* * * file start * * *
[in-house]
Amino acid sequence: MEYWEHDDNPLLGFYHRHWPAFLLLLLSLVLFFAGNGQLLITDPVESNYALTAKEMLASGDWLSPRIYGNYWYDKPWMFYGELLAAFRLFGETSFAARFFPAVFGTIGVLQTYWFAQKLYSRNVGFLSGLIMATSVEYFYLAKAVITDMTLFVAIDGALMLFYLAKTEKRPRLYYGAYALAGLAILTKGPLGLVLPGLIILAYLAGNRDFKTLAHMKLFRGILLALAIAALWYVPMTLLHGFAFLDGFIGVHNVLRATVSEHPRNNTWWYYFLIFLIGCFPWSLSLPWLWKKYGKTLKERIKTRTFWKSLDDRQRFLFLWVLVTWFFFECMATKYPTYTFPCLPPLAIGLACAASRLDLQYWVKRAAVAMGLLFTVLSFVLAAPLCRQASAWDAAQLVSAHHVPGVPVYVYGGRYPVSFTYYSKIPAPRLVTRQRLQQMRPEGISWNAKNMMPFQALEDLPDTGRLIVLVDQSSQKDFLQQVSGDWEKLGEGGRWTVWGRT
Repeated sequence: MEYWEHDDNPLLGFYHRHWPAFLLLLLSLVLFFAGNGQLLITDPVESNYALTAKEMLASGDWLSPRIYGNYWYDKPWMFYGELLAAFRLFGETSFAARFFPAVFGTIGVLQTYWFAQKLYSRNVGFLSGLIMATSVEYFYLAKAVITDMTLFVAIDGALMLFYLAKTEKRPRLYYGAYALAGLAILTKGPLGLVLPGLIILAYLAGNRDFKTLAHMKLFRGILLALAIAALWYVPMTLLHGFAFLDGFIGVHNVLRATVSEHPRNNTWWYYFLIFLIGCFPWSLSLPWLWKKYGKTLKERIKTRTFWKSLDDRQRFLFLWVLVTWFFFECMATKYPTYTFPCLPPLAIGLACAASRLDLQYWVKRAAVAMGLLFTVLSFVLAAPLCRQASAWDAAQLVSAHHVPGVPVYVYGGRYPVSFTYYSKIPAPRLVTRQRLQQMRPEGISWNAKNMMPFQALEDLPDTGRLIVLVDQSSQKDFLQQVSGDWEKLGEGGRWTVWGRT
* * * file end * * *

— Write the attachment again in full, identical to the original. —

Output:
[in-house]
Amino acid sequence: MEYWEHDDNPLLGFYHRHWPAFLLLLLSLVLFFAGNGQLLITDPVESNYALTAKEMLASGDWLSPRIYGNYWYDKPWMFYGELLAAFRLFGETSFAARFFPAVFGTIGVLQTYWFAQKLYSRNVGFLSGLIMATSVEYFYLAKAVITDMTLFVAIDGALMLFYLAKTEKRPRLYYGAYALAGLAILTKGPLGLVLPGLIILAYLAGNRDFKTLAHMKLFRGILLALAIAALWYVPMTLLHGFAFLDGFIGVHNVLRATVSEHPRNNTWWYYFLIFLIGCFPWSLSLPWLWKKYGKTLKERIKTRTFWKSLDDRQRFLFLWVLVTWFFFECMATKYPTYTFPCLPPLAIGLACAASRLDLQYWVKRAAVAMGLLFTVLSFVLAAPLCRQASAWDAAQLVSAHHVPGVPVYVYGGRYPVSFTYYSKIPAPRLVTRQRLQQMRPEGISWNAKNMMPFQALEDLPDTGRLIVLVDQSSQKDFLQQVSGDWEKLGEGGRWTVWGRT
Repeated sequence: MEYWEHDDNPLLGFYHRHWPAFLLLLLSLVLFFAGNGQLLITDPVESNYALTAKEMLASGDWLSPRIYGNYWYDKPWMFYGELLAAFRLFGETSFAARFFPAVFGTIGVLQTYWFAQKLYSRNVGFLSGLIMATSVEYFYLAKAVITDMTLFVAIDGALMLFYLAKTEKRPRLYYGAYALAGLAILTKGPLGLVLPGLIILAYLAGNRDFKTLAHMKLFRGILLALAIAALWYVPMTLLHGFAFLDGFIGVHNVLRATVSEHPRNNTWWYYFLIFLIGCFPWSLSLPWLWKKYGKTLKERIKTRTFWKSLDDRQRFLFLWVLVTWFFFECMATKYPTYTFPCLPPLAIGLACAASRLDLQYWVKRAAVAMGLLFTVLSFVLAAPLCRQASAWDAAQLVSAHHVPGVPVYVYGGRYPVSFTYYSKIPAPRLVTRQRLQQMRPEGISWNAKNMMPFQALEDLPDTGRLIVLVDQSSQKDFLQQVSGDWEKLGEGGRWTVWGRT